SALT LAKE CITY (ABC4) – A keyword regularly heard in the battle against COVID-19 has been ‘immunity.’ Immunity to the virus can help put an end to it, health officials have explained. There is one type of immunity – natural immunity – that some are questioning. While health officials say natural immunity is ‘a good thing, they are warning it is not foolproof against COVID-19. 

In late August, Dr. Brandon Webb, an infectious diseases physician with Intermountain Healthcare, said while natural immunity “is a good thing,” it is “not a good strategy.” He explains this is because natural immunity varies from person to person depending on age, health conditions, and immune system. It can also vary in how long it lasts.

During a Wednesday press conference, Dr. Webb expanded further on natural immunity against COVID-19. Since his discussion in August, new research has come out regarding natural immunity and the effectiveness of the vaccine. 

“What we’re learning is that the immunity that is generated for many people after recovering from COVID-19 is stronger than we thought. And that’s great news,” Dr. Webb says, explaining those who have recovered from COVID-19 have the natural immunity. He cites a study out of Israel that found the natural immunity, just like vaccine-induced immunity, varies from person to person. Additionally, the immunity wanes over time. 

“That natural immunity, it does appear to be stronger than the immunity that the vaccines are able to elicit in patients who have never had COVID,” Dr. Webb adds. Despite these findings, it does not mean you can skip getting the COVID-19 if you have had the virus. He calls it a “non-viable strategy.”

“It would be catastrophic in terms of life loss, in terms of overwhelming healthcare systems, in terms of economic impact. There’s no question that just pulling off the brakes and allowing the virus to run its course through a community to generate natural immunity would be devastating.”

WATCH: Dr. Webb discusses natural immunity

Instead, Dr. Webb highlights the major finding of the study is “patients who have natural immunity and are then vaccinated are in the best possible situation.” He reminds getting the vaccine is the safest, most effective way to prevent the spread of COVID-19. If you are still weighing whether or not to get the vaccine, Dr. Webb says he recognizes it is “a very personal decision.” 

“For you out there who are making that personal decision, it’s actually a risk, personal risk versus personal benefit question,” he explains. “I, as a physician, every medication that I prescribe has some risk and some benefit. And the vaccines are no different. I think it’s really important for those of you who are making those decisions to understand accurately what the risks are, and understand what the benefits are both to you and to the community.”

Think about getting in your car every day. There is always a risk of getting in a fatal car accident, but “we just don’t take that into account,” as Dr. Webb explains. “It’s hard to take risk into account.”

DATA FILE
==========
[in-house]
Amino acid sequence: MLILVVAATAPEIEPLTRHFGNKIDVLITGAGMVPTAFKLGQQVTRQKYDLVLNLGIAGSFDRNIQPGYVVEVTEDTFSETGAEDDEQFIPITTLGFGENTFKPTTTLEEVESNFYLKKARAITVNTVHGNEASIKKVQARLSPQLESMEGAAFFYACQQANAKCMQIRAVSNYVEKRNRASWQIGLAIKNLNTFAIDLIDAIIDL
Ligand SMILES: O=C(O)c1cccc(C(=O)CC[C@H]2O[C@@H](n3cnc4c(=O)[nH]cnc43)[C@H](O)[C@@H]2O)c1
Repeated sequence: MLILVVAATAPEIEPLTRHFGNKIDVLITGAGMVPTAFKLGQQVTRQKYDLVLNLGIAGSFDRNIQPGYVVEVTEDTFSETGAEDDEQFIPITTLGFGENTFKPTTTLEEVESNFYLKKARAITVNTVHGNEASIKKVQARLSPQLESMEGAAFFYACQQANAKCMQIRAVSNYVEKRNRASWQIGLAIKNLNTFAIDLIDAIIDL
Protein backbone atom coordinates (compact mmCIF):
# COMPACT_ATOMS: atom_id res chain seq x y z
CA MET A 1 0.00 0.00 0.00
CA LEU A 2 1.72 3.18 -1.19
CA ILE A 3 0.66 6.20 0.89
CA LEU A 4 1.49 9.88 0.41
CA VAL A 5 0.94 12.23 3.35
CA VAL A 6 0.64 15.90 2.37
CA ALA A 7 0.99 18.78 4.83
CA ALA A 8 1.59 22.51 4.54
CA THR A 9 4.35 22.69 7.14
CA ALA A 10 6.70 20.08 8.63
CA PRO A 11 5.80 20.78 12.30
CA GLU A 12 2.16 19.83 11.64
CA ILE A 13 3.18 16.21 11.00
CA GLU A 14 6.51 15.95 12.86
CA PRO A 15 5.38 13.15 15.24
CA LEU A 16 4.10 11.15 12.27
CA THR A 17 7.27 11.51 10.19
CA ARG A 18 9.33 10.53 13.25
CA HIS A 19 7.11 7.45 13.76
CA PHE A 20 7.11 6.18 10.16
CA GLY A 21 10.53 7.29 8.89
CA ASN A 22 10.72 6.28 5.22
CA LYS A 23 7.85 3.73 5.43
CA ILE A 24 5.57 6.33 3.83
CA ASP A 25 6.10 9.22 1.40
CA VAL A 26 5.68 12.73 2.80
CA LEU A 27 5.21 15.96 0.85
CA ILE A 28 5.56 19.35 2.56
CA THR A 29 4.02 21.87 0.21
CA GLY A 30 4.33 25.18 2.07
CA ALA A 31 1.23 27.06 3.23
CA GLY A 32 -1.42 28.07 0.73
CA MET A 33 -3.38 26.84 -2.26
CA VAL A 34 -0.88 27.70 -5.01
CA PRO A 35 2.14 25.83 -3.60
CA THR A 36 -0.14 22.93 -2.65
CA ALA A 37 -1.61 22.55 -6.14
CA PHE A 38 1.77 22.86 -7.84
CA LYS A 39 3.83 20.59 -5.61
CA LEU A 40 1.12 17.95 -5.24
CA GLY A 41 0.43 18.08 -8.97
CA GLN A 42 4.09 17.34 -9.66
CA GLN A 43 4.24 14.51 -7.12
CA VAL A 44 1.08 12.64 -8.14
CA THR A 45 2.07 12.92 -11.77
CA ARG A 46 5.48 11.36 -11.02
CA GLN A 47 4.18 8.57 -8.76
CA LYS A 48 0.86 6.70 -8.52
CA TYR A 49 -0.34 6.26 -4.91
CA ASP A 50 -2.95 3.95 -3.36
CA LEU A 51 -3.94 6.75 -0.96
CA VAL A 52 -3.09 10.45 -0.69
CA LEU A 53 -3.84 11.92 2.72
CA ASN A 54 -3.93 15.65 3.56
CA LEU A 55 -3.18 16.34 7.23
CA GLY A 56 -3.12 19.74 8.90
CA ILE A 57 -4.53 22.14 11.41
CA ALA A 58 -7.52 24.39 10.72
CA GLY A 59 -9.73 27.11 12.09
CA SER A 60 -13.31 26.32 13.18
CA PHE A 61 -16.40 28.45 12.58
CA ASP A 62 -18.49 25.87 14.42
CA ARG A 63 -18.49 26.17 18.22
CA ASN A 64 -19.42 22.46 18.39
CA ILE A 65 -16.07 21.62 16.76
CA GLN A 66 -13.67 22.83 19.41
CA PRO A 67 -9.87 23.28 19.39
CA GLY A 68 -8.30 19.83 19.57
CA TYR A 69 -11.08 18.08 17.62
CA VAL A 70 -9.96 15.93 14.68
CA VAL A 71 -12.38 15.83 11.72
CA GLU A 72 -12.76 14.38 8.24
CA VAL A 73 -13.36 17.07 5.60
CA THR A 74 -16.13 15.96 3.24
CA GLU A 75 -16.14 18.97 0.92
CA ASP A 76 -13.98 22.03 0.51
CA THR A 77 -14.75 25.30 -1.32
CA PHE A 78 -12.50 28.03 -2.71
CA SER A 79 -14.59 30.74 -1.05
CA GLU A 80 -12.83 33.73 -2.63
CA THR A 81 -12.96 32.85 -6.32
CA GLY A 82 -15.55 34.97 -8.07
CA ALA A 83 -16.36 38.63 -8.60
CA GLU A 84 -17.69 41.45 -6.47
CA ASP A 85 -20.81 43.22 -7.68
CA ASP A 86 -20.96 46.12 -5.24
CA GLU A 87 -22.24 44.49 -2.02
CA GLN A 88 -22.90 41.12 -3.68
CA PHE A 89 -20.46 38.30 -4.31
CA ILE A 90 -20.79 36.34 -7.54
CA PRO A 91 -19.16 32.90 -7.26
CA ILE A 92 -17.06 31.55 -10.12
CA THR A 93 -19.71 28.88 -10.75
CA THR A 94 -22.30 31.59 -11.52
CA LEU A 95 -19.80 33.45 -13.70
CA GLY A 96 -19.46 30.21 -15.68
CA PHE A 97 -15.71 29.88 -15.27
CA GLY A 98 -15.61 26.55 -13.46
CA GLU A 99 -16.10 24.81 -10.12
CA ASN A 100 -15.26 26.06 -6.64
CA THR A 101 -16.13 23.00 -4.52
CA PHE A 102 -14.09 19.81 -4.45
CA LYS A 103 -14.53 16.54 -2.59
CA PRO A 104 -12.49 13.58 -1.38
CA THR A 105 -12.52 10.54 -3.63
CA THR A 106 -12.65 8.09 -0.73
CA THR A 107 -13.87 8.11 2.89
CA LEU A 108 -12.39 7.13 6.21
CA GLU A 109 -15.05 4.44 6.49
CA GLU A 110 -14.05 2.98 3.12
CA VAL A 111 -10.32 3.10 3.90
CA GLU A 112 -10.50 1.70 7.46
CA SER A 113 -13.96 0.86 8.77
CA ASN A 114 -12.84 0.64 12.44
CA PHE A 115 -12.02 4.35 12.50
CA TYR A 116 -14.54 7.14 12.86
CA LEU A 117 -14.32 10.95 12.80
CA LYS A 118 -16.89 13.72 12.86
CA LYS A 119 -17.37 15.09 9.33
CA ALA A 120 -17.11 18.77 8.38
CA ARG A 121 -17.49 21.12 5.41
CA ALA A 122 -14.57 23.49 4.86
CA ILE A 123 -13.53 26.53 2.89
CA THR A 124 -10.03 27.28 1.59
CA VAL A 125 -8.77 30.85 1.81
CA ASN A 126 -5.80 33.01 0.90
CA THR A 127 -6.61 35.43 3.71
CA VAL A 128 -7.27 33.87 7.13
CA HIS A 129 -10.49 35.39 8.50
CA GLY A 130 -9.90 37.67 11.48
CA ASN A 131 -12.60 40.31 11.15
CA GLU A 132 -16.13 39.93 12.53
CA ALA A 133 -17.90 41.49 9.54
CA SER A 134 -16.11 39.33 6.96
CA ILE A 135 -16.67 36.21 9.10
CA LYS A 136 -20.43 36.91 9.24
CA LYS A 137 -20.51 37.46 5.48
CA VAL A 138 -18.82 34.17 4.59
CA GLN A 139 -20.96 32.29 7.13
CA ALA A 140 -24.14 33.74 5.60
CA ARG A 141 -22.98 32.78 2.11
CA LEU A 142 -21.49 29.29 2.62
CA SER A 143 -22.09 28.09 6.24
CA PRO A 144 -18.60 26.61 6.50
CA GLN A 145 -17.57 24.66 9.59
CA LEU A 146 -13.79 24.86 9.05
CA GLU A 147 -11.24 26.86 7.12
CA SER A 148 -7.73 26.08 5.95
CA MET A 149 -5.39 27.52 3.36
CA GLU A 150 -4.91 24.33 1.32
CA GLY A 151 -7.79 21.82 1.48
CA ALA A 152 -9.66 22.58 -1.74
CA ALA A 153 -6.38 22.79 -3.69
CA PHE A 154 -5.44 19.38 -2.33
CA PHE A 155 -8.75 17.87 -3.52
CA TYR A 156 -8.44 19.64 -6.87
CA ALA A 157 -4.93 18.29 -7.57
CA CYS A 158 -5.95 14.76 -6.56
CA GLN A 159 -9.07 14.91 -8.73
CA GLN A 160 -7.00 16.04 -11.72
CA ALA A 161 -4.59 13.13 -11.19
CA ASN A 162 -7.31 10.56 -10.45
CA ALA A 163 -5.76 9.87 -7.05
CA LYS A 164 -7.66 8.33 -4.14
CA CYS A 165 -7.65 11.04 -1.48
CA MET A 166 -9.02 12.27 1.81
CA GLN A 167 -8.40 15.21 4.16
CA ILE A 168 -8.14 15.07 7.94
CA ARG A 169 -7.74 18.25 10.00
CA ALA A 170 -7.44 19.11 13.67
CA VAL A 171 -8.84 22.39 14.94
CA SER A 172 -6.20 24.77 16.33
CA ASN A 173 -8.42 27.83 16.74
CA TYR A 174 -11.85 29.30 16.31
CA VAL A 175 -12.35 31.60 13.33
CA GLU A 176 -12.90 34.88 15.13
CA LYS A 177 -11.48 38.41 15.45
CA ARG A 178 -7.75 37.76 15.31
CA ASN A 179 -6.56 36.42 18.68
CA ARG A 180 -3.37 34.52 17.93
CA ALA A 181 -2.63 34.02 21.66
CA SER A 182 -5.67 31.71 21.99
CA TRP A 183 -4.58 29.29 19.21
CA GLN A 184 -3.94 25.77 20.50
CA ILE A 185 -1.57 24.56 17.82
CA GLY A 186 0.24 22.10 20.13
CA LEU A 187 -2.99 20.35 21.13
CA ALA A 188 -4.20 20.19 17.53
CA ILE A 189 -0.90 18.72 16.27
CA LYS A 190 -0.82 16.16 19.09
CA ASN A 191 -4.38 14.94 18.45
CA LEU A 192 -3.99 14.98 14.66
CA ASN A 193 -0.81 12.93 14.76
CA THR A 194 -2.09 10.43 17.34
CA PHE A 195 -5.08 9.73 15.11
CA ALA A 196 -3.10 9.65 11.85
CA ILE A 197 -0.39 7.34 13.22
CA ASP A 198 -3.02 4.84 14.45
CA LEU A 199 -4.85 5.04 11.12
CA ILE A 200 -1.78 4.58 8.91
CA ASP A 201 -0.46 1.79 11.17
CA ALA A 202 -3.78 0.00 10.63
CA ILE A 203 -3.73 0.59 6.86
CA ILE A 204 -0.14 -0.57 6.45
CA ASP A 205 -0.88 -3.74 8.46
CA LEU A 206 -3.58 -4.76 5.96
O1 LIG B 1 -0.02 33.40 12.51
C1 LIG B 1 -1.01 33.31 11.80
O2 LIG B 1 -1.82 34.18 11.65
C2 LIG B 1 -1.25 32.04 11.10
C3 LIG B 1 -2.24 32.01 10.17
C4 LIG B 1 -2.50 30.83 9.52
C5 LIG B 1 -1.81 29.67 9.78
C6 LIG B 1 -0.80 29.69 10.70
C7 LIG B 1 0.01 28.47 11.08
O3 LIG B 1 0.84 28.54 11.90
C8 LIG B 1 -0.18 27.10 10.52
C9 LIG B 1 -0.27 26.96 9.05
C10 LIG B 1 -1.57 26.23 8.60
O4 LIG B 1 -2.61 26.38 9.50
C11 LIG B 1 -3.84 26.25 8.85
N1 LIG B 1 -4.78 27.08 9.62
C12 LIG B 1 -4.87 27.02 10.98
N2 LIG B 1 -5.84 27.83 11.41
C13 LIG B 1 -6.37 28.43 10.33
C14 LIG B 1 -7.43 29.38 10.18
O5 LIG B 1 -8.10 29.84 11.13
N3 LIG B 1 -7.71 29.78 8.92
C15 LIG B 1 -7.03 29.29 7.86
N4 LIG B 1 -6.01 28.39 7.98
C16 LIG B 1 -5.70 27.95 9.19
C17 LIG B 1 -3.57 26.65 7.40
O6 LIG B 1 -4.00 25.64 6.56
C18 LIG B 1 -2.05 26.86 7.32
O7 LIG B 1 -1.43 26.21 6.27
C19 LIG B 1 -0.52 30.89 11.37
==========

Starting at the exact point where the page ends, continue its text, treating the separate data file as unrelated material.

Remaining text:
“Like any other medication that I prescribed, there are some risks. For example, if you’ve had a Z-Pak, you may not know that the risk of having a fatal cardiac arrhythmia with a Z-Pak is very rare. But it’s two times higher than having temporary inflammation of the heart after having one of the mRNA vaccines. We don’t think about that, we take Z-Paks all the time. The risks of the vaccines are very real, we have excellent data from Israel, and from the vaccine safety data that the CDC is collecting. And I can say right now that after millions of doses administered, we have a good sense of what the adverse event rates are. And they’re very, very low.”

As the Delta variant continues to spread, Dr. Webb says hospitals are seeing people who were previously not considered to be at such a risk be affected. This is especially true for men in their late 30s and 40s who are overweight or have other medical conditions.

“The vaccine is life-saving. For those of you who have those risk factors, I want to re-emphasize that.”

But what if you are younger and possibly healthier? What are the benefits of getting the vaccine for you? 

“We are running out of patience. We all know that we’re running out of ICU beds, but we’re also running out of Greek letters. And this vicious cycle of new variants emerging is going to continue evolutionary biologists are estimating that this could keep going for two to five years, unless we interrupt the cycle,” Dr. Webb says.

He continues, explaining that by getting vaccinated, you help “increase the immune buffer in our population.”

“We need to work together to engage to get as many immune individuals as we possibly can, in a short amount of time, while at the same time decreasing transmission. So that pool, where those variants are able to play host and mutate, shrinks rapidly,” he says.